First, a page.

Ramzan Kadyrov, the outspoken leader of Russia’s Chechnya republic, said he was ready to step down, leaving it for the Kremlin to choose his successor.
Kadyrov, a 41-year-old father of 12 whose interests vary from thoroughbred horses to wrestling and boxing, has been accused by human rights bodies of arbitrary arrests and torture of opponents, zero tolerance of sexual minorities and tough political declarations that have embarrassed the Kremlin.
A former Islamist rebel who had led Chechnya since 2007, he was endorsed by President Vladimir Putin in March last year to carry on in the job, while being warned that Russian law must be strictly enforced in the majority-Muslim region.
Asked in a TV interview if he was prepared to resign, Kadyrov replied: “It is possible to say that it is my dream.”
“Once there was a need for people like me to fight, to put things in order. Now we have order and prosperity … and time has come for changes in the Chechen Republic,” he told Rossiya 1 nationwide channel in comments aired early on Monday in central Russia.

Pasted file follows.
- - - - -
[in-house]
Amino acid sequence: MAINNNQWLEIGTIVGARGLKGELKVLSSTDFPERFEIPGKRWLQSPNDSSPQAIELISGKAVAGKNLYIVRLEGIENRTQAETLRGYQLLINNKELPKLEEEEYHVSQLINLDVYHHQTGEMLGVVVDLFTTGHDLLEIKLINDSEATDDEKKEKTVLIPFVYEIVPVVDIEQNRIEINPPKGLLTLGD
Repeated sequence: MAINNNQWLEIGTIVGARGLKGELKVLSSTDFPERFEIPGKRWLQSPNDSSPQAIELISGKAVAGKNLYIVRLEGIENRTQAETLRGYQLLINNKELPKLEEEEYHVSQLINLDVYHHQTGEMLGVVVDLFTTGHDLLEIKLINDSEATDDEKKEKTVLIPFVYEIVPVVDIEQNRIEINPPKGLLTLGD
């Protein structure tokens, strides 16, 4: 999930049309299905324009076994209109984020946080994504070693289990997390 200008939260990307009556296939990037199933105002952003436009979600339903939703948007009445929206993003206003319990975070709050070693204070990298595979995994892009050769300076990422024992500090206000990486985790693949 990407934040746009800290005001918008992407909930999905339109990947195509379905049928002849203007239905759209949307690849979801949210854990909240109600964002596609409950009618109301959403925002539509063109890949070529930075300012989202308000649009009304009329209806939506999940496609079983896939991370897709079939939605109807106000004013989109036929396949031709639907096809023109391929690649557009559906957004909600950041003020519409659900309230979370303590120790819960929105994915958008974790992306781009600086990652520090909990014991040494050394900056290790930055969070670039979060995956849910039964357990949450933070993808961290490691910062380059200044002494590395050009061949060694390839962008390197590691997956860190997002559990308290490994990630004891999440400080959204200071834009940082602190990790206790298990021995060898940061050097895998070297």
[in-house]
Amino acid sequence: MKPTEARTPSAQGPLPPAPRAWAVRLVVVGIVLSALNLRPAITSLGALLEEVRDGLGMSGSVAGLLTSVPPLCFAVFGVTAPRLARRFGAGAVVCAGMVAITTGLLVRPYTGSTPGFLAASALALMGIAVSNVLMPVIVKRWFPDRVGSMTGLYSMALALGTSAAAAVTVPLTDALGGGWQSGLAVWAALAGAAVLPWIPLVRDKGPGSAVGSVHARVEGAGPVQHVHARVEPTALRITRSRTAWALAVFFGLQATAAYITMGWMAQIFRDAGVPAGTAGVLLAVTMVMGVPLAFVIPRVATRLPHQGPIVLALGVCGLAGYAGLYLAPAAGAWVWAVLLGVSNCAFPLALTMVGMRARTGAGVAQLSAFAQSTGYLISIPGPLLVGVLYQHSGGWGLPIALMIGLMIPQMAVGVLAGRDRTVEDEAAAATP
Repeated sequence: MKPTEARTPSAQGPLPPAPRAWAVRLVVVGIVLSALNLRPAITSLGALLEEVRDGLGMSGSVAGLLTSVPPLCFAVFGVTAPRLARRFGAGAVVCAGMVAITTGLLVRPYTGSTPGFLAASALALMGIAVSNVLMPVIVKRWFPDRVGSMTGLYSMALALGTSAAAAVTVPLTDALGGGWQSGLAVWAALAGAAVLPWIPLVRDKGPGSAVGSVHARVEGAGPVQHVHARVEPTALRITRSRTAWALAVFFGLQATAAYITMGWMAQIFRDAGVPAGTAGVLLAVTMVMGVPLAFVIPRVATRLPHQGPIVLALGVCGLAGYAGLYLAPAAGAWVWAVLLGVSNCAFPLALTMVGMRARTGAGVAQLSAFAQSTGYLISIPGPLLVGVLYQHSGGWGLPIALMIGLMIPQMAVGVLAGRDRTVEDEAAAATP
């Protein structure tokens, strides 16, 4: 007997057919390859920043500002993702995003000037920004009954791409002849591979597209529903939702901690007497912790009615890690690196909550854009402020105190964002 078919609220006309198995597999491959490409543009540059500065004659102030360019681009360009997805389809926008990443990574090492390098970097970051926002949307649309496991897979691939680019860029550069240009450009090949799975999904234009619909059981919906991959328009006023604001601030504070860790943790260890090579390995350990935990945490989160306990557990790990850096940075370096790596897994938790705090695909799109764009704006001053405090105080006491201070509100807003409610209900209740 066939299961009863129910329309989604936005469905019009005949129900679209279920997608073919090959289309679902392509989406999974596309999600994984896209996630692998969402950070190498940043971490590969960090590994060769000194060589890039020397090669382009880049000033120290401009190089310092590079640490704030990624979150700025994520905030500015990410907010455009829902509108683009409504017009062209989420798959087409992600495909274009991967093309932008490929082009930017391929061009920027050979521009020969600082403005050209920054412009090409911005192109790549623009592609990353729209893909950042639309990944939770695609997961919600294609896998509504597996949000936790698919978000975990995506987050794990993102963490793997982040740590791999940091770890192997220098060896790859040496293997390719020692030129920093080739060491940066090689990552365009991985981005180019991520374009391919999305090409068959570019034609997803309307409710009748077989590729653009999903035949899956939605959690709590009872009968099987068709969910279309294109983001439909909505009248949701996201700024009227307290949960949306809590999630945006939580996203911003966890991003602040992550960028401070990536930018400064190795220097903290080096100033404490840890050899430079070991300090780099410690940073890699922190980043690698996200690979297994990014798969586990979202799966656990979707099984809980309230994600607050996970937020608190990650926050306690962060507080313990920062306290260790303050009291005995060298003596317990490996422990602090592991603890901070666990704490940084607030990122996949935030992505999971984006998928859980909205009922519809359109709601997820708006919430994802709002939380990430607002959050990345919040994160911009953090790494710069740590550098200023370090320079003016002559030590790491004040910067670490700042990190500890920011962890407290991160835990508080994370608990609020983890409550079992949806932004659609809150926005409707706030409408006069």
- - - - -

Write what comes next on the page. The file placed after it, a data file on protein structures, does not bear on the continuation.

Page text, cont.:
Asked about his would-be successor, Kadyrov replied: “This is the prerogative of the state leadership.”
“If I am asked … there are several people who are 100 percent capable of carrying out these duties at the highest level.” He did not elaborate.
Kadyrov’s unexpected statement comes as Putin, 65, is widely expected to announce he will run for his fourth term as president in elections due in March.
The former KGB spy is widely expected to win by a landslide if he chooses to seek re-election, but some analysts have said his association with politicians like Kadyrov may be exploited by opponents during the campaign.
Chechnya, devastated by two wars in which government troops fought pro-independence rebels, has been rebuilt thanks to generous financial handouts from Russia’s budget coffers. It remains one of Russia’s most heavily subsidized regions.
Describing Putin as his “idol,” Kadyrov said in the interview: “I am ready to die for him, to fulfill any order.”
Kadyrov also strongly denied a Chechen link to the killing of Russian opposition leader Boris Nemtsov in 2015.
In June, a Moscow court convicted five Chechen men of murdering Nemtsov, one of Putin’s most vocal critics.
Nemtsov had been working on a report examining Russia’s role in Ukraine. His killing sent a chill through opposition circles.
“I am more than confident … these [Chechen] guys had nothing to do with that. According to my information, they are innocent,” Kadyrov said in the interview.